RR:C19 Evidence Scale rating by reviewer:
Potentially informative. The main claims made are not strongly justified by the methods and data, but may yield some insight. The results and conclusions of the study may resemble those from the hypothetical ideal study, but there is substantial room for doubt. Decision-makers should consider this evidence only with a thorough understanding of its weaknesses, alongside other evidence and theory. Decision-makers should not consider this actionable, unless the weaknesses are clearly understood and there is other theory and evidence to further support it.
The following is a review of “Medical Costs of Keeping the US Economy Open During COVID-19”. The authors use an individual level synthetic social contact network based on publicly available data and national level epidemic simulations to estimate the medical costs of keeping the US economy open under COVID-19 pandemic. Amongst a range of findings, the simulations suggest that the US economy could be brought down by 5% if no mitigation strategies were taken.
Overall, a valid approach and high-quality analysis were conducted. The study is topical and relevant to the policy as well. The scope of this paper is limited to medical costs, and not the economic cost, of the pandemic and therefore has a limited role in practice. This is somehow acknowledged by the authors. There are also some critics around using value of statistical life (VSL) in COVID-19 cost simulations, e.g. Adler (2020) states in COVID Economics volume 33 “… VSL is only an approximation to individual willingness to pay, which may become quite inaccurate for policies that mitigate large risks (such as the risks posed by COVID-19) - and thus can recommend policies that fail the Kaldor-Hicks test.”
However, the main concerns are around the assumptions that are taken either implicitly or explicitly in this study which might affect the robustness of findings negatively. I believe addressing the following points could improve the policy relevance of the paper. The first two comments require minor-adjustments and a re-run of the simulations, where the third one could be simply added to the limitations section.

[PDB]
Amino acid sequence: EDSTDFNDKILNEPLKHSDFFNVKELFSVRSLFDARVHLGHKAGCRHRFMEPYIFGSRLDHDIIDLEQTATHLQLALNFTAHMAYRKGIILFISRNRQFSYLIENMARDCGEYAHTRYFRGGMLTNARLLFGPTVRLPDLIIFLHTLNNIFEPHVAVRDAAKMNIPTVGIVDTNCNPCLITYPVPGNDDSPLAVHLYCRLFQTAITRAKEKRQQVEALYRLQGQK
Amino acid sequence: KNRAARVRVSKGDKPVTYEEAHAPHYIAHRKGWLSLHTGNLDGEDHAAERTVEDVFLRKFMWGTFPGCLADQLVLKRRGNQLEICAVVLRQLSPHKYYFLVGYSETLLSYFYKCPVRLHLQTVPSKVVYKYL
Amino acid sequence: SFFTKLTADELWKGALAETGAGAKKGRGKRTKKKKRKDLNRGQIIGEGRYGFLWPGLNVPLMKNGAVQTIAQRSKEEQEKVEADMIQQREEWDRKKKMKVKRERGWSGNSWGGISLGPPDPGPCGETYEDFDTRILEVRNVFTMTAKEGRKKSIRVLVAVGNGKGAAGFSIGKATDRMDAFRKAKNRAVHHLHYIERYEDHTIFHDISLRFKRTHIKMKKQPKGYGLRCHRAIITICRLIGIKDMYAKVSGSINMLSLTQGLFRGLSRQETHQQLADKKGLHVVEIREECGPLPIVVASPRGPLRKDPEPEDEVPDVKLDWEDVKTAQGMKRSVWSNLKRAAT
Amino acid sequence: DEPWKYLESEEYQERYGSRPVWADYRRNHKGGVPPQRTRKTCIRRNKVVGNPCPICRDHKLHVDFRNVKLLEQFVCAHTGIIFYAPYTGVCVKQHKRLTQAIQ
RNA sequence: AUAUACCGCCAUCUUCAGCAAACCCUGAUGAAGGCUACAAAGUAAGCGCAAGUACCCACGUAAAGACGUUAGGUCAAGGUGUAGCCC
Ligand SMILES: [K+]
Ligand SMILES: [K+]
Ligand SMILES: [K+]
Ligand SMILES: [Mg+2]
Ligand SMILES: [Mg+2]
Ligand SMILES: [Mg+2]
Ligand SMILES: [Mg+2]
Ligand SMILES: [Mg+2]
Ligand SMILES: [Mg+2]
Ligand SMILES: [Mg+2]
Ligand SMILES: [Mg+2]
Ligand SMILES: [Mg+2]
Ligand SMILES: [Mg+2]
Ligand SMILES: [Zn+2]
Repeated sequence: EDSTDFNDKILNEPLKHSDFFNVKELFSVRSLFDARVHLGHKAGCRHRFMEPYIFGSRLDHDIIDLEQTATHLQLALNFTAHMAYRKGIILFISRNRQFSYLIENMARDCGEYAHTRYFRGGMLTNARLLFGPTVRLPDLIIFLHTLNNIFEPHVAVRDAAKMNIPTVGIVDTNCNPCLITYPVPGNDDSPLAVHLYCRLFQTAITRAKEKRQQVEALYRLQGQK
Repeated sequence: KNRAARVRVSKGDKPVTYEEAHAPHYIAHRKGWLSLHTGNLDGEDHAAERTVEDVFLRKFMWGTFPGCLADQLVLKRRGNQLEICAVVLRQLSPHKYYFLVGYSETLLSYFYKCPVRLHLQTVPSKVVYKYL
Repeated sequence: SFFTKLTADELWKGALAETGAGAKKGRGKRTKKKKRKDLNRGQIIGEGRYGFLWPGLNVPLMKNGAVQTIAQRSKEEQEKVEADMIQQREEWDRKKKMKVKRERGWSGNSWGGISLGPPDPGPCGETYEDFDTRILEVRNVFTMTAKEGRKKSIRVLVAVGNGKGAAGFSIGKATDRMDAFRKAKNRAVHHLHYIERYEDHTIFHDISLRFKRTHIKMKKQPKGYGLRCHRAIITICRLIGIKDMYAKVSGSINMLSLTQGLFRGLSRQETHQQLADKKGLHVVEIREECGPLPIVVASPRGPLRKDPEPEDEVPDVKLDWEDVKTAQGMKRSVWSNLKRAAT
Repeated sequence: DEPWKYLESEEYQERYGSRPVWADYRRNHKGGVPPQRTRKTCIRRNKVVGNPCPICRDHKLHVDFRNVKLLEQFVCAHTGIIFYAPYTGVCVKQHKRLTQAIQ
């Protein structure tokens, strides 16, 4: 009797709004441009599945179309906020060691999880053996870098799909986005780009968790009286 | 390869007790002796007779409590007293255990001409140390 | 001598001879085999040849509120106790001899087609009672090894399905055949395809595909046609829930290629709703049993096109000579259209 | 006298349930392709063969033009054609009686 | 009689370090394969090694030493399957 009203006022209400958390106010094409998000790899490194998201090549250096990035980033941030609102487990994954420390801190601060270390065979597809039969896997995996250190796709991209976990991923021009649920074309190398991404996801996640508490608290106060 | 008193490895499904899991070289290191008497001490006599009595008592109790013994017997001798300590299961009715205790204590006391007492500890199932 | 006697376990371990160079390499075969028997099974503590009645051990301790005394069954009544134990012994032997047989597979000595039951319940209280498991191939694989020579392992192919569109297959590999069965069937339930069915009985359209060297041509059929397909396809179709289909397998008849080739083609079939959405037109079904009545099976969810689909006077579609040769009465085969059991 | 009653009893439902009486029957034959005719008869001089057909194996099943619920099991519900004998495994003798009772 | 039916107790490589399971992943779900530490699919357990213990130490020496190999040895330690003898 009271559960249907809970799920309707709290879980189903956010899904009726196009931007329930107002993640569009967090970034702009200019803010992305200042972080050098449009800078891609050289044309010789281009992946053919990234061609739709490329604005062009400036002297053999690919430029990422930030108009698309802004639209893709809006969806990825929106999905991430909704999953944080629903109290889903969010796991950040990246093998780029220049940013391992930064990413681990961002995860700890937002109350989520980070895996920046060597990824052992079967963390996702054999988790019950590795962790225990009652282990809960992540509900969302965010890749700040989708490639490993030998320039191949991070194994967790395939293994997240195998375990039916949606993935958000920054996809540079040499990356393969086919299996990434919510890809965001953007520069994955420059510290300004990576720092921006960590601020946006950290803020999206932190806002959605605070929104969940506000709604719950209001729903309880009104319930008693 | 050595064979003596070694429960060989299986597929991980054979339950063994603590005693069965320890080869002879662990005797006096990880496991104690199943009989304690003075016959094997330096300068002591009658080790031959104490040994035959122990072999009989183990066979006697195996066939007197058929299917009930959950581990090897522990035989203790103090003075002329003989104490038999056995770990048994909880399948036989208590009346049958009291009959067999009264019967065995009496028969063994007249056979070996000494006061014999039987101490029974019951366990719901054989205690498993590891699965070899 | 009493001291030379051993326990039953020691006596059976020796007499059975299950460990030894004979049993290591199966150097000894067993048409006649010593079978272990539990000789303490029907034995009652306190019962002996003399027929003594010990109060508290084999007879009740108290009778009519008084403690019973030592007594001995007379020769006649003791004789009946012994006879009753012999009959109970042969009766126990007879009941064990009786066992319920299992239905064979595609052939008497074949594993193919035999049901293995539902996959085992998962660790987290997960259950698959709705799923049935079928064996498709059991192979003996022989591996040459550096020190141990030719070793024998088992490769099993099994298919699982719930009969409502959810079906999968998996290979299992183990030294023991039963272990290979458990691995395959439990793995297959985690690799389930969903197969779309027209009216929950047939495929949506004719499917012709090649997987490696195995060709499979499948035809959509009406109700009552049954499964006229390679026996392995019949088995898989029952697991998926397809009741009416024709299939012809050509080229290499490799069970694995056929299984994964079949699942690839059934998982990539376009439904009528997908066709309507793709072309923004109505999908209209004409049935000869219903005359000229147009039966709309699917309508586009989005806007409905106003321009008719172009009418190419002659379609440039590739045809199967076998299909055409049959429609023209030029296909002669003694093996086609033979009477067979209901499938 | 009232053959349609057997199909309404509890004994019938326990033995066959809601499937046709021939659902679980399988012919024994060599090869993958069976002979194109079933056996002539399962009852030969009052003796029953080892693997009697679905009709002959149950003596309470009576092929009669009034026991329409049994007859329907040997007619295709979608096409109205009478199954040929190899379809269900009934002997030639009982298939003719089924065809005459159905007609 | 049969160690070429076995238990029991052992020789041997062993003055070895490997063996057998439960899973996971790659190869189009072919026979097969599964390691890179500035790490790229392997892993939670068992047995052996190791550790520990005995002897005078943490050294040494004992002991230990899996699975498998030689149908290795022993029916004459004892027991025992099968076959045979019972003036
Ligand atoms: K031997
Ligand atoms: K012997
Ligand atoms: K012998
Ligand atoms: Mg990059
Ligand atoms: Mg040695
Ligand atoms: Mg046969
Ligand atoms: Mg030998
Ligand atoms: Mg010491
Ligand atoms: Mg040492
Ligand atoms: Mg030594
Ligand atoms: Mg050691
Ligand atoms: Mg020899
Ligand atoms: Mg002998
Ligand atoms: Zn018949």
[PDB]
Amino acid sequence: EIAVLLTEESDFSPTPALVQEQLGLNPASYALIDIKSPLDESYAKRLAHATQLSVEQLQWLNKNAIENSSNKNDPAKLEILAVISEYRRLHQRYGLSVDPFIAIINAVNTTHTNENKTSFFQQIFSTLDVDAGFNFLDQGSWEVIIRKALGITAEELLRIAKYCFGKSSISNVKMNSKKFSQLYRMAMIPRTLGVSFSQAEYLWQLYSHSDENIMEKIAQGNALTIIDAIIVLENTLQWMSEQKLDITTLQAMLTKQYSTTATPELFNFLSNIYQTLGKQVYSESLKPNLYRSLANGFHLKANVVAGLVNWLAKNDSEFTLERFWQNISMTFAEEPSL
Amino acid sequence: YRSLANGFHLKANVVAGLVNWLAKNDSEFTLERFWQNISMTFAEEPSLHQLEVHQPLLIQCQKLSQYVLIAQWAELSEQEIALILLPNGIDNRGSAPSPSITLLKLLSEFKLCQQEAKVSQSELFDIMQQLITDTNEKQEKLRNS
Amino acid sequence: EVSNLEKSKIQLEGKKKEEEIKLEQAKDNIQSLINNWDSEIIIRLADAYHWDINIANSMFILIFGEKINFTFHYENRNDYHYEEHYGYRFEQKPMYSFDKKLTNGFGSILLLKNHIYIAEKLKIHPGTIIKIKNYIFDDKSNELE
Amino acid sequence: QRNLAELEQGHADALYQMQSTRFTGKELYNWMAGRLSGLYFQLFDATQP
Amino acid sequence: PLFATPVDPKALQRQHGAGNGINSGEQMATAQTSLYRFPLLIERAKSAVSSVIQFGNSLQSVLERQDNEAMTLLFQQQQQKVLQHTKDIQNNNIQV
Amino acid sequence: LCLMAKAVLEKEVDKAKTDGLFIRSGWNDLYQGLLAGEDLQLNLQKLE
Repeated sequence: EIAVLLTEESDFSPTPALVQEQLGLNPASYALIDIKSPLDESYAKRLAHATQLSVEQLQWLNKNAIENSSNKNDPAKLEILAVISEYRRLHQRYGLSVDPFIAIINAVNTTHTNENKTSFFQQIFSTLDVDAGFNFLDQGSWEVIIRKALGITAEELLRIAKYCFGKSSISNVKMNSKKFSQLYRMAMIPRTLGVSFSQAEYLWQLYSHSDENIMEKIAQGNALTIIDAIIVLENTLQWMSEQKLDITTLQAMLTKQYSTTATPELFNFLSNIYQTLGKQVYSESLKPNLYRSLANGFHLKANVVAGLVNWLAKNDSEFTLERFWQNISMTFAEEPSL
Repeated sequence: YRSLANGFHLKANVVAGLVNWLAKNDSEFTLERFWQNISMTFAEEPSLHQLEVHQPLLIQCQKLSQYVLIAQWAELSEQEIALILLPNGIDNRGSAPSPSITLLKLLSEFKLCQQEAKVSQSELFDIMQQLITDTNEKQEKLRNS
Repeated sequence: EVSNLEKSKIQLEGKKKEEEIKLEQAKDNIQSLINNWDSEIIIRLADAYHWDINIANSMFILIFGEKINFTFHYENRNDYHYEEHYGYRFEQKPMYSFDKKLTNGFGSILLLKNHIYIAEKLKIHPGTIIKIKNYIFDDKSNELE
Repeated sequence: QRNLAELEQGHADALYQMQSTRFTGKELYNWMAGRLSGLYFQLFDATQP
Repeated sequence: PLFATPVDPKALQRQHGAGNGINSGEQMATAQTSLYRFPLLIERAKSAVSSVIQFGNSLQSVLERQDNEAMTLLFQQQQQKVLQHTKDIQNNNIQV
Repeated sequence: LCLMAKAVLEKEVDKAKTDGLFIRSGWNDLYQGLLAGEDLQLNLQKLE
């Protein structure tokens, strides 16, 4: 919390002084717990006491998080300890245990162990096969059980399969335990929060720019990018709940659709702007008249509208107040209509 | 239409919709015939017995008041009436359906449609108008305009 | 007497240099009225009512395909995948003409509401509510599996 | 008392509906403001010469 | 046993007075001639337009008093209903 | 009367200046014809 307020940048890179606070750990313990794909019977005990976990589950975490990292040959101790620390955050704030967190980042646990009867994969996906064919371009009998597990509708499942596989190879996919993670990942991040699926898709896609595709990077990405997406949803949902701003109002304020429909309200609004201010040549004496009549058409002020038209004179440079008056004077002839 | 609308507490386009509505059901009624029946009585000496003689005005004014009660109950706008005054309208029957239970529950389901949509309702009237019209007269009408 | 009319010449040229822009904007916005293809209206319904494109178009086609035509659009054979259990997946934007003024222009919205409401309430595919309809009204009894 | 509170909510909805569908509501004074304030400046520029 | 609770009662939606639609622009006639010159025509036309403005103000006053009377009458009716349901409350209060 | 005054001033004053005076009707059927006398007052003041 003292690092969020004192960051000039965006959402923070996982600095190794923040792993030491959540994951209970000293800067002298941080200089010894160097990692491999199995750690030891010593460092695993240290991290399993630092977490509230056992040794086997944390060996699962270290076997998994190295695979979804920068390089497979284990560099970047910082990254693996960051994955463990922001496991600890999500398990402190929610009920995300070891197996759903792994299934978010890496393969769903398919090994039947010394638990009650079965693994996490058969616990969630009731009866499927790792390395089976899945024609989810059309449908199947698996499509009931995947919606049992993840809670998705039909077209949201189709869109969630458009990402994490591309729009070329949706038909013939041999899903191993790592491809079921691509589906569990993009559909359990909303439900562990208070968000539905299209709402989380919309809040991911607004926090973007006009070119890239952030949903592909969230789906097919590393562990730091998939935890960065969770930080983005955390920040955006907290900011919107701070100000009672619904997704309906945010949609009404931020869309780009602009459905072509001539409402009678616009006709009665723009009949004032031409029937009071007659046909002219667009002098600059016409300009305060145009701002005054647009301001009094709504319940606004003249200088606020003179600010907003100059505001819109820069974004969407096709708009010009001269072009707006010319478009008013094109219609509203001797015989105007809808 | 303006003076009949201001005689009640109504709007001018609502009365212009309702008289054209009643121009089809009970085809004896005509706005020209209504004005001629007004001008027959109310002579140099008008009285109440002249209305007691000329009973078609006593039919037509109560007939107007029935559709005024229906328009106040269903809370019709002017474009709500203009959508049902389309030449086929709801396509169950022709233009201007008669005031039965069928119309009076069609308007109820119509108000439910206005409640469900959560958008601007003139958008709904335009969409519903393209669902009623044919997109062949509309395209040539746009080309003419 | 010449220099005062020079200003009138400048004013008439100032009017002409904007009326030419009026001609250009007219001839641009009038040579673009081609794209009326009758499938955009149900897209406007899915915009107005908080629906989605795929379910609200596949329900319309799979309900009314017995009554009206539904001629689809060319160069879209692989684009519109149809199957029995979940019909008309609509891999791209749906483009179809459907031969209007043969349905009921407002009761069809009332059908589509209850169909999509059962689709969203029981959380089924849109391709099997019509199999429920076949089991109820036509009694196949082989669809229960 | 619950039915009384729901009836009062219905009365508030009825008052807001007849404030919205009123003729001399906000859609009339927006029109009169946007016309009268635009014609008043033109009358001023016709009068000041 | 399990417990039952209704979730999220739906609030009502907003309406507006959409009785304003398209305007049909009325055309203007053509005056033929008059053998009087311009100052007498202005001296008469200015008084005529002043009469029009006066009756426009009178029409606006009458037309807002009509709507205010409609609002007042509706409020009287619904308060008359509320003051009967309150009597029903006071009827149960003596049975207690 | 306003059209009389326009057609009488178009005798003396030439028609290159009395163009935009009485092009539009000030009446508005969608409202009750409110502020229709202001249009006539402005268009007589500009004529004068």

1. Based on OECD and on average, 65% of total beds in the US are occupied at any time (this is 80% for Europe). Even if hospitals manage to free up some of the beds (sending patients home or not admiting new patients after discharge), lets say by 30%, there are still atleast 40% of beds occupied at any point. So the sensitivity analysis of bed availability between 70%-120% might seems unrealistic. I recommend trying a different range, maybe around 30%-90%. This is an important consideration given that even the authors state that “A sensitivity analysis of the length of hospital stay, and dedicated bed capacity available to COVID-19 patients, shows that the number of deaths depend significantly on these parameters” (page 11). Given that ‘death’ is the main driver of the estimated costs in this paper, as it is priced at a substantially higher price than any other health state, even small changes to these rates should change the final figures substantially.
2. Stay home is a mitigation strategy but not an applicable policy. Government containment policies include workplace closure, school closure, etc. To my understanding, no country has ever taken a full lockdown or stay home policy which includes essential workers as well. It might be unrealistic to achieve a 70% or above – of the total population – compliance rate given that a considerable share of the workforce in developed countries are essential; e.g. workers deemed essential by Department of Homeland Security vary between 18.6% to 45% across the 192 metro areas – based on Brookings (Tomer and Kane, 2020). Also, Economic Policy Institute (McNicholas and Poydock, 2020) estimates 55 million essential workers in the US (around 43% of the total workforce). It would be good to consider such limitations in modelling.
3. exclusion of Indirect medical costs is definitely a limitation. The consequences of over-loading hospital beds with COVID-patients is substantial on other patients and could potentially even increase their mortality rates. In a developed country setting, David Miles (2020) states in a VOX EU column “Health costs from telling people to stay at home are likely to be large and long-lasting. Referrals for cancer investigations were 70% down in April 2020; there were hardly any follow-up routine appointments for long-term conditions in UK primary care between mid-March 2020 and the beginning of June; outpatients seen were 64% down and elective admissions to hospitals down 75%; attended appointments in general practice were down 35%. The impact of the stress of the lockdown on anyone with a pre-existing mental health condition, let alone the population as a whole, is yet to be determined”. another example of the burden of the indirect effects in developing countries is Roberton et al. (2020) in Lancet Glob Health.